Getting to Know Rebecca Kiddle

Welcome to our Tri 2 Talks on the Journal! We're celebrating our academic community in the lead up to the new Trimester.

This week we're applauding Dr Rebecca Kiddle (Ngāti Porou, Ngāpuhi), senior lecturer in Architecture Design at Victoria University of Wellington’s School of Architecture. Her research interests include Māori place identity and participatory design processes and she is a contributing author of the BWB Text, Imagining Decolonisation - a runaway bestseller at our bookshop for over a year, that is now being used as a textbook on campus and at universities across Aotearoa. 

Learn more about Rebecca's life on campus, her advice for students and work as a bestselling author in our interview, below.

 

What is your day job?

Senior Lecturer: Urbanism at the Architecture School

 

What is your connection to Vic Books?

I hang out there looking at, and sometimes buying, the luscious books and eating the cheese scones

 

Imagining Decolonisation is a bestseller a year on from it's initial publication. It's also an essential textbook for ANTH315 and academic courses across Aotearoa. What's the significance of this for you?

It's been pretty humbling to see the reaction to the book and the fact that people are using it is hopefully testament to its accessibility. We were wanting to write something that would make some pretty hefty concepts, like decolonisation, easier to understand. There is so much written on decolonisation from different perspectives that we wanted to try to distill it and Ocean's chapter really brings this all together setting out the broad range of ideas. I think the fact that people are reading the book feels significant because hopefully its signalling a change in broader society around what New Zealanders think is important to know about and understand. The feedback on the book has been overwhelmingly positive that it seems that many are wanting to know more, understand our country better and how we have got to where we are, how colonisation has impacted all of us to differing extents and try to work out what they can do about it.

 

Has the success of the book made you more hopeful for the future?

Yes, it has. I feel particularly hopeful about the way in which young people seem to be curious, well more than curious, there's a sense of urgency from some around how we respond to injustices - climate change, social injustice, colonisation etc. etc.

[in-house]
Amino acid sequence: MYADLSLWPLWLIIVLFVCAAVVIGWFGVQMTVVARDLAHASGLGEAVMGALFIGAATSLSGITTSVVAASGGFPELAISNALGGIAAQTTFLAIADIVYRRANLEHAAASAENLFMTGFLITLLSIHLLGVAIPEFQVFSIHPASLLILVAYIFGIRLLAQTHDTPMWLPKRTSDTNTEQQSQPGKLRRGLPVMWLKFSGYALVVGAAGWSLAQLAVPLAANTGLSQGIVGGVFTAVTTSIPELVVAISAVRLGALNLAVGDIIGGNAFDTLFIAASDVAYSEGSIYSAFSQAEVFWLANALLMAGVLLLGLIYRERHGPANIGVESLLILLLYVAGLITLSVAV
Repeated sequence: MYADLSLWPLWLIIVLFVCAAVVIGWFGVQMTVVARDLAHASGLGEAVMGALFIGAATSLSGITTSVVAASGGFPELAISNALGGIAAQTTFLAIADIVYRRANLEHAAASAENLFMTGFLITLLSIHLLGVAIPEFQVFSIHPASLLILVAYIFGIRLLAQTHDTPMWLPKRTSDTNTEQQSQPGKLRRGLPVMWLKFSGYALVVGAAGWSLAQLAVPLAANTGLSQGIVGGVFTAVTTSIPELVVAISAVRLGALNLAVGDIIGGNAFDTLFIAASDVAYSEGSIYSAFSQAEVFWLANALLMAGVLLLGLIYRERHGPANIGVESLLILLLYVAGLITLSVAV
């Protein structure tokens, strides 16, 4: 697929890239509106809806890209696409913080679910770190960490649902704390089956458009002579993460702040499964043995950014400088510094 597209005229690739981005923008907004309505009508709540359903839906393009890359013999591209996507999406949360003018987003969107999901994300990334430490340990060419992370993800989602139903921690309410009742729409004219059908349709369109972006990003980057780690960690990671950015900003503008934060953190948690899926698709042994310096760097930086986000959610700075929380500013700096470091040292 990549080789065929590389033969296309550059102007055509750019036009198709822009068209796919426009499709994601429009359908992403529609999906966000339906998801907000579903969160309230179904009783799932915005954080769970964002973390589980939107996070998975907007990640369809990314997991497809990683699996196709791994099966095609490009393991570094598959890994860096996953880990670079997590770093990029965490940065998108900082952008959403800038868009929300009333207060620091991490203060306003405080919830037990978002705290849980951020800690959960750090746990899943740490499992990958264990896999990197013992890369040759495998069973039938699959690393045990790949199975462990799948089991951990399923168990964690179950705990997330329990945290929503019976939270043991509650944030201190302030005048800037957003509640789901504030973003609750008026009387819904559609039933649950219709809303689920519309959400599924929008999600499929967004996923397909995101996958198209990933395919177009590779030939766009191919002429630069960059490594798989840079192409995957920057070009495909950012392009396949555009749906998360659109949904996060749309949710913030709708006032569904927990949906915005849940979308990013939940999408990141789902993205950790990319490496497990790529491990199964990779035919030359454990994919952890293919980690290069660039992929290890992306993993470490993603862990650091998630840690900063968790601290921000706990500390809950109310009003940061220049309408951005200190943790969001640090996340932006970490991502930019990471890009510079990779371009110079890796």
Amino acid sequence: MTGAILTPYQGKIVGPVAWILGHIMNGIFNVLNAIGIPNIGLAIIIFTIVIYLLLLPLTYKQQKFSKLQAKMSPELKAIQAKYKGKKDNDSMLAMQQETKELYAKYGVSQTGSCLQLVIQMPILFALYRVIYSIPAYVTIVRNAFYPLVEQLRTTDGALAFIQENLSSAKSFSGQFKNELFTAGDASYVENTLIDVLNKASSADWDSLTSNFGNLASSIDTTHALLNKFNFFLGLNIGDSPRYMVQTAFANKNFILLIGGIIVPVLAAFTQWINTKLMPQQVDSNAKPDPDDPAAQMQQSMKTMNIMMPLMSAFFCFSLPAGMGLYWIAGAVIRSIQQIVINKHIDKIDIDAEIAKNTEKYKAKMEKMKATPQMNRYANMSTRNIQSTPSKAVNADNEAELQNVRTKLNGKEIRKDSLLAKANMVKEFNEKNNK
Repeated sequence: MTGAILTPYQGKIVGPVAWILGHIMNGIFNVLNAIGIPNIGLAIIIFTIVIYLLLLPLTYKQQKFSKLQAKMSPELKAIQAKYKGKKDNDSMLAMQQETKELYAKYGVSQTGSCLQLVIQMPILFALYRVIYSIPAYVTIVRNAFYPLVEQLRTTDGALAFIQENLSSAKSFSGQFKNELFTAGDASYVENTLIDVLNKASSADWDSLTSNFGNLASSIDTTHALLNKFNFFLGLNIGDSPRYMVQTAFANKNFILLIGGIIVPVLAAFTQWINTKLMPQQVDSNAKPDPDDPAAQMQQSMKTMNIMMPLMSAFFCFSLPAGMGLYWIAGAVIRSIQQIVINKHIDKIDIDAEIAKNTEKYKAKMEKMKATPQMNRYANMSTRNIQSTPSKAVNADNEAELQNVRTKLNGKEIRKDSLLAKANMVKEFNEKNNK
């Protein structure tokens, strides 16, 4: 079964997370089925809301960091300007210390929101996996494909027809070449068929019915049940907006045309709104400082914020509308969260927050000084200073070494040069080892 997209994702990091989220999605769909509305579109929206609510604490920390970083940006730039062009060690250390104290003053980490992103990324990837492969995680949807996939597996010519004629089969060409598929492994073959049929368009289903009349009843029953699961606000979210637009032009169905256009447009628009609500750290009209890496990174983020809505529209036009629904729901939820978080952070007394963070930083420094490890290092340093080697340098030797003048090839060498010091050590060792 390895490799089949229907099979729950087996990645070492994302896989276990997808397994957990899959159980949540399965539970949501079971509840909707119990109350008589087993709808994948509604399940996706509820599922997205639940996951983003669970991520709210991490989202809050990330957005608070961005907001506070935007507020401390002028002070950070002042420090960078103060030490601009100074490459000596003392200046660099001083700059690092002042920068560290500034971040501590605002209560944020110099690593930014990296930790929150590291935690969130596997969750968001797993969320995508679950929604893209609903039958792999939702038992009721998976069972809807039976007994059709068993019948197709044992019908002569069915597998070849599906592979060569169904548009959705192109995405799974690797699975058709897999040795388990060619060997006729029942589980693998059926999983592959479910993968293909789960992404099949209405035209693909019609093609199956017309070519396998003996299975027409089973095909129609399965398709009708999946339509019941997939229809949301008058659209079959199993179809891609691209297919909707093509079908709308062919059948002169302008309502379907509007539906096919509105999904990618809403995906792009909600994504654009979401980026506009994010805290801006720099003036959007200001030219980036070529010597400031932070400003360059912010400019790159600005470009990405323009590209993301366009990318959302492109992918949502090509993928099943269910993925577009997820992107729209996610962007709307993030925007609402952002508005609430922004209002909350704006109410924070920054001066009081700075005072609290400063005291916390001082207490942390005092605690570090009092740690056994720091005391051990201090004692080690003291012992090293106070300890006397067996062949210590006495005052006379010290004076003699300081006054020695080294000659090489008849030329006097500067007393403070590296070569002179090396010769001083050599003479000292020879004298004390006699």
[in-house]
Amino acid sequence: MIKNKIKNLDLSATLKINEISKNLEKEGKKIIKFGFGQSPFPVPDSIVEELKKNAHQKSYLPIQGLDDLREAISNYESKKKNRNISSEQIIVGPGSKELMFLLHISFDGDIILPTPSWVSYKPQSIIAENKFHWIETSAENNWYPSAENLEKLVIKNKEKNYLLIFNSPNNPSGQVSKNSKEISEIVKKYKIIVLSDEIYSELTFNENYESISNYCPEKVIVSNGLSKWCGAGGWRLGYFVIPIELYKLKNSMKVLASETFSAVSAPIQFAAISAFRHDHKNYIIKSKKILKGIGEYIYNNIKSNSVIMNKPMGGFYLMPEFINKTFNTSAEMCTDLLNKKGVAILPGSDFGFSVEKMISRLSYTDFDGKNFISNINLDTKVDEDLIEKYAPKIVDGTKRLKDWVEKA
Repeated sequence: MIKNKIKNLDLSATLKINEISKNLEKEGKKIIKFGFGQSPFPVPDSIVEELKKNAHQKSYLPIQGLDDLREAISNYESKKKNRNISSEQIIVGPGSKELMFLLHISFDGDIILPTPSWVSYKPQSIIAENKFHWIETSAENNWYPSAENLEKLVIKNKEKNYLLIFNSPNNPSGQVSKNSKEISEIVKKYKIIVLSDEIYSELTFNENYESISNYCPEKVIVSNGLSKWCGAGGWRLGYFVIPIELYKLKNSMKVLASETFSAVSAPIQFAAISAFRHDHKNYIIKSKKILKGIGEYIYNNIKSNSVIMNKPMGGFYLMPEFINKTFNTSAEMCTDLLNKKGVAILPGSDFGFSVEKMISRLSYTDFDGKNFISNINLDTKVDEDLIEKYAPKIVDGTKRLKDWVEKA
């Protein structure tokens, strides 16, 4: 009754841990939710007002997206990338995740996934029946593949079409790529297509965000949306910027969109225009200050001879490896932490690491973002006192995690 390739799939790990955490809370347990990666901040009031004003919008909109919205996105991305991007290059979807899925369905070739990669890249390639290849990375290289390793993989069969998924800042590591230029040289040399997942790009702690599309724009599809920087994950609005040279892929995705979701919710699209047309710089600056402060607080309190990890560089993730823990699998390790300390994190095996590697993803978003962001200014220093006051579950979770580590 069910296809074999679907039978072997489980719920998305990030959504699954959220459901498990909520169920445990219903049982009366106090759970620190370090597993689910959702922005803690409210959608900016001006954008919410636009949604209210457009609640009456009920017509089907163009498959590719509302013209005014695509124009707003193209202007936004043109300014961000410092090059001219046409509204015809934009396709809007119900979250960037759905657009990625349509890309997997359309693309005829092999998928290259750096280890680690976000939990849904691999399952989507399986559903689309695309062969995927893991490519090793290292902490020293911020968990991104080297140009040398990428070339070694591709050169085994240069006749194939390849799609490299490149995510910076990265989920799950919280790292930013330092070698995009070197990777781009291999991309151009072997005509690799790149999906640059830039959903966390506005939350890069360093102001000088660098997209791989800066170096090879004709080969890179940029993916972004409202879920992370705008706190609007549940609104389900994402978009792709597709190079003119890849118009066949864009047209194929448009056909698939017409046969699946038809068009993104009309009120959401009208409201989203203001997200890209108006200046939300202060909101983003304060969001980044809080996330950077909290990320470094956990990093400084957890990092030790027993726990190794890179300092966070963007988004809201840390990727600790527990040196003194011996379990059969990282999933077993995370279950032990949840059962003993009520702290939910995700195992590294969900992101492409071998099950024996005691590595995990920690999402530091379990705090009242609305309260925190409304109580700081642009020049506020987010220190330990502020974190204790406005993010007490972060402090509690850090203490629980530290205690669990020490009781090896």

Imagining Decolonisation is a collaboration between 7 authors - what is your most rewarding and enjoyable collaboration at the School of Architecture?

Last year a group of us across the Schools of Architecture and Design worked together to produce the kai for a really interesting conference entitled Social movements, Resistance and Social Change. This was kai with a difference. Each meal was designed and thought about in terms of how the meal should be served, where the recipes came from (often cookbooks from political movements e.g. the women's suffrage movement) and designed activities offering provocations to conference attendees to create discussion around particular kaupapa. Who would have thought I could legitimately cook 200 pieces of fry bread as part of my academic role?

 

How important do you think it was to have multiple voices contribute to the book?

Imperative really. We all come from different disciplines and personally, have different experiences of colonisation. Hopefully this fed into the book speaking to a whole range of different people with different experiences.

 

The book is being taught across a range of disciplines. How do you feel that is reflective of a wider range of teaching and society?

Yes I think people of all disciplines are trying to work out what decolonisation might mean for their particular sphere of influence.

 

What's your favourite part of campus life?

I enjoy the creativity that comes with working with others. Ideas bounce of ideas and evolve until you've got a really interesting, and sometimes even fun research or writing or teaching possibility.

 

One piece of advice to your students?

Failure of any kind when it comes to academic things shouldn't ever define you. Just keep trying to work out what you're passionate about, what gives you energy. And you'll always have to do stuff you don't fully enjoy so just do it and do nice things alongside - for me that's pottery.

 

What future writing projects do you have planned?

We're hoping to extend the work done in Imagining Decolonisation. I also hope to do a book focused around the Māori Placemaking project.

 

Some quick fire book recommendations please:

Panguru and the City: Kāinga Tahi, Kāinga Rua - is one of my most favourite books (currently out of print), Ka whawhai tonu matou - Ranginui Walker, The Big Smoke - Ben Schraeder, Patrick Rothfuss series, The Call of the Wild - fiction, Ottolenghi's cookbooks - Plenty etc.

 

What are you reading at the moment?

To be honest, nothing but just a few days ago I bought Shuggie Bain by Douglas Stuart on a very strong recommendation from Max Rashbrooke so I look forward to reading that.

 

Hardback or paperback?

Paperback.

 

Favourite coffee?

Hot Chocolate - I don't like coffee...eeek!